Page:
Almost one-tenth (9%) of respondents intend to use their retirement savings to repay their mortgage, according to research by insurance firm Partnership.
Its survey of 1,494 people aged 40-70 in 2015 and 1,541 in 2014, found that 6% of respondents in 2015 plan to use their tax-free pension lump sum to repay an outstanding mortgage balance, down from 9% in 2014.
A further 3% intend to use their pension pot to repay their mortgage. The percentage of respondents that planned to do this in 2014 was 5%.
The research also found:
- 71% of 2015’s respondents will make monthly repayments until their mortgage is repaid, up from 58% in 2014.
- 25% plan to make an additional lump sum repayment and 8% will use an inheritance to pay off their mortgage.
- 5% of respondents have savings or investments set aside to repay the outstanding balance, while 2% intend to take in a lodger to help pay off the balance.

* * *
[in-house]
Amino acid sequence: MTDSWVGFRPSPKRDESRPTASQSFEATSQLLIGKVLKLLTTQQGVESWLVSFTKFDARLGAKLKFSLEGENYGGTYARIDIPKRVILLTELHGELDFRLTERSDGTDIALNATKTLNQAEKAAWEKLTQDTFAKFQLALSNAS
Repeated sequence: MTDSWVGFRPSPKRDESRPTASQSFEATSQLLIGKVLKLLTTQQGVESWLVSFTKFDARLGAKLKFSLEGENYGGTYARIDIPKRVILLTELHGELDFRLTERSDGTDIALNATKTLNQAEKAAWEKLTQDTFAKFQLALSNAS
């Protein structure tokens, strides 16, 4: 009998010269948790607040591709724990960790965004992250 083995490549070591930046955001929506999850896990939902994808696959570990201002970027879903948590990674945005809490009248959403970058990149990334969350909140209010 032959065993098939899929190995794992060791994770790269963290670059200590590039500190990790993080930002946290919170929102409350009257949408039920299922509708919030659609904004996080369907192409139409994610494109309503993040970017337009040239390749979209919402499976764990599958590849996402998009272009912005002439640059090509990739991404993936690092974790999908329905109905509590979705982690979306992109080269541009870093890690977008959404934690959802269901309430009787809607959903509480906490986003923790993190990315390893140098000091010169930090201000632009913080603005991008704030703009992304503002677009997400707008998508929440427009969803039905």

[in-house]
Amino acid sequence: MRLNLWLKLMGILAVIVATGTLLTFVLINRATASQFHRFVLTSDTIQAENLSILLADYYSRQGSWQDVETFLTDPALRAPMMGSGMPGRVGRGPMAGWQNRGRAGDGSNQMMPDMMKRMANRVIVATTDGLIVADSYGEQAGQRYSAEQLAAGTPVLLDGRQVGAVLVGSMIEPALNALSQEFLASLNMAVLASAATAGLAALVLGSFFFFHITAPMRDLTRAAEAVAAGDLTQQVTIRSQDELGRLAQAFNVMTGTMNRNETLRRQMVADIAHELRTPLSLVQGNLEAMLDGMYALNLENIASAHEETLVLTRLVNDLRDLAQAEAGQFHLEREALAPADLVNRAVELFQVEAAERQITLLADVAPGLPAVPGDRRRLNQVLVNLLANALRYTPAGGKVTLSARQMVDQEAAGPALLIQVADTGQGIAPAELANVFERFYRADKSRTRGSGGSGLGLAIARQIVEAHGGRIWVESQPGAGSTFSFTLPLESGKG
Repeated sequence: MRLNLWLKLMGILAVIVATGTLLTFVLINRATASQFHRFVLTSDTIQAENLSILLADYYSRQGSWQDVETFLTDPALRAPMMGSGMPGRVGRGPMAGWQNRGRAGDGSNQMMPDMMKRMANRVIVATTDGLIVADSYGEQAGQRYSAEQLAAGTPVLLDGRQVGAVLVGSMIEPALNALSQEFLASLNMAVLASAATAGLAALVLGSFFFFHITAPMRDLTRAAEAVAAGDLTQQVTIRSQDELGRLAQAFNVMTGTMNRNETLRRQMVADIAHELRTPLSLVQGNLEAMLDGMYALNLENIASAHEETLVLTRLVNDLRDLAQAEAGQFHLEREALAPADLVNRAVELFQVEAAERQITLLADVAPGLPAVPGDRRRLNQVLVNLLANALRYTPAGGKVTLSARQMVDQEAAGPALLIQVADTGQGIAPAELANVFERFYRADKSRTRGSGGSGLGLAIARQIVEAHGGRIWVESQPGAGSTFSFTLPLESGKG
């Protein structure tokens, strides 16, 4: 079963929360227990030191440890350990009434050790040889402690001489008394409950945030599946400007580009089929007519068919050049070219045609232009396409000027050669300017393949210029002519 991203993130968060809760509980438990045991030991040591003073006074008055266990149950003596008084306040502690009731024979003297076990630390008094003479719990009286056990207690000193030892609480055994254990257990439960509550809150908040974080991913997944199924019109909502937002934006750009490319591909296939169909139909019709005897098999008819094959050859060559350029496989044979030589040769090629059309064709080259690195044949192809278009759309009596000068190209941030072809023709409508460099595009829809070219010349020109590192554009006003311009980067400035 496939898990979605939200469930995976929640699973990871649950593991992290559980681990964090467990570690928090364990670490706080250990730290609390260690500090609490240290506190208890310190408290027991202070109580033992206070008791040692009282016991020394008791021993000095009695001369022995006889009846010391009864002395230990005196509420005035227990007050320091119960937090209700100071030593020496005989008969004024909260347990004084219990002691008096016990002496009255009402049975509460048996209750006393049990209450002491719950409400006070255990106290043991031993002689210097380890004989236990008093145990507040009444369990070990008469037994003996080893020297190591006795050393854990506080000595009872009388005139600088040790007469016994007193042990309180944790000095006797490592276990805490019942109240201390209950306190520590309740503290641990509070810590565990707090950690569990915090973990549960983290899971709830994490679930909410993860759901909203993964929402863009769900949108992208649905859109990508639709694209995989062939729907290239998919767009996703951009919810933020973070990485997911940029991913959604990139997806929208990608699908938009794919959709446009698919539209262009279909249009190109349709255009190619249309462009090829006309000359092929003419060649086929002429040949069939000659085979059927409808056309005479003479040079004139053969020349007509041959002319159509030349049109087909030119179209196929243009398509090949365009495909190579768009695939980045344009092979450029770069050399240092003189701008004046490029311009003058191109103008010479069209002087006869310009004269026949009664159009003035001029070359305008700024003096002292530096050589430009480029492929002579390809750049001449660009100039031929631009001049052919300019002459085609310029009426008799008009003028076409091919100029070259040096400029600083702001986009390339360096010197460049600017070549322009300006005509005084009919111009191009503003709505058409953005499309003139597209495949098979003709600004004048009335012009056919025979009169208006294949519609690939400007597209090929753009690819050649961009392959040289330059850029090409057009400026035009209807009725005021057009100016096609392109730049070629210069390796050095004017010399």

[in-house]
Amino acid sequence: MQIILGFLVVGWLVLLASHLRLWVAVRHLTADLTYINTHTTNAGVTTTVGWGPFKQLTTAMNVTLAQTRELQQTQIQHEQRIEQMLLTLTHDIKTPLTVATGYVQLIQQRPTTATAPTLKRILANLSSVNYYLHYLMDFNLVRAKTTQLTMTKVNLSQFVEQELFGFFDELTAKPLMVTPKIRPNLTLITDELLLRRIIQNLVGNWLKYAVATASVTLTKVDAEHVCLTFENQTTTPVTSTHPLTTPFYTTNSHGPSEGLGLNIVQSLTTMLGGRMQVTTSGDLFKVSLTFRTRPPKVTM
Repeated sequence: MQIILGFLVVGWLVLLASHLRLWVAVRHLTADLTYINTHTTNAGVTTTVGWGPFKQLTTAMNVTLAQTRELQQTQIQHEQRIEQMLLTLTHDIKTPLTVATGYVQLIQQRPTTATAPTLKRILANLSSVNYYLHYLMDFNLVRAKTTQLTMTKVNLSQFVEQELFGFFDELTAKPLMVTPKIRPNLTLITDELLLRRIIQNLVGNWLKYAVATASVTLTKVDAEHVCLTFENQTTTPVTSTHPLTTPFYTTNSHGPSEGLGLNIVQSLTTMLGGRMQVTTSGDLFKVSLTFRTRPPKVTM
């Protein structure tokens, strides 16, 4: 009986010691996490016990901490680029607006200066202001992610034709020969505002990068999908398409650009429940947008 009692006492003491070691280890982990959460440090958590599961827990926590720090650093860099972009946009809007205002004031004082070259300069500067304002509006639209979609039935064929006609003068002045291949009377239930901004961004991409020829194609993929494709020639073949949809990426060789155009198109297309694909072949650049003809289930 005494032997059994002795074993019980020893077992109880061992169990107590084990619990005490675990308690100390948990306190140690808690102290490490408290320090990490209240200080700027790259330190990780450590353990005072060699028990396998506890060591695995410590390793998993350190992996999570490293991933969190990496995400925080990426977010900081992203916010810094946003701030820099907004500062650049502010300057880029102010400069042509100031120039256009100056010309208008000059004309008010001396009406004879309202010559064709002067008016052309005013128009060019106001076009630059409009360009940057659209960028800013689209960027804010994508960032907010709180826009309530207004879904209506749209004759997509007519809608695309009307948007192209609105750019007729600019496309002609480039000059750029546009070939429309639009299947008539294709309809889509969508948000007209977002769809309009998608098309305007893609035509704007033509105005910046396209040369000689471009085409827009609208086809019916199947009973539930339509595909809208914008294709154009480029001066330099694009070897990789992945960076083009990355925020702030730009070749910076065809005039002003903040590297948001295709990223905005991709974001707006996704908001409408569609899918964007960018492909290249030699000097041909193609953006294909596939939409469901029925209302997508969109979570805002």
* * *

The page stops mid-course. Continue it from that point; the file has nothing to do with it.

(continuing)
- 7% of respondents to the 2015 survey do not know how they will repay their mortgage.
Andrew Megson (pictured), managing director of retirement at Partnership, said: “While it is still shocking that over half a million people in the UK intend to use all or part of their retirement savings to repay their mortgage, it has fallen from over one million in 2014.
“This is fascinating because it suggests that the pension freedoms, which allow people to access their entire pension in cash, have encouraged people to take a more holistic view of how they use their pension rather than focusing on one-off expenditure. This, in turn, appears to have focused peoples’ minds on paying off their home loan before they retire.
“While a debt-free retirement is the ideal, some people may find they reach traditional retirement age with an outstanding balance. Using their pension may well seem like an option but it is not the only option because working longer, downsizing or considering a lifetime mortgage may be more appropriate.
“Ideally, pension savings should be used to provide an income in retirement, and with the state pension only providing a very basic safety net, making this choice could lead to hardship in later life.”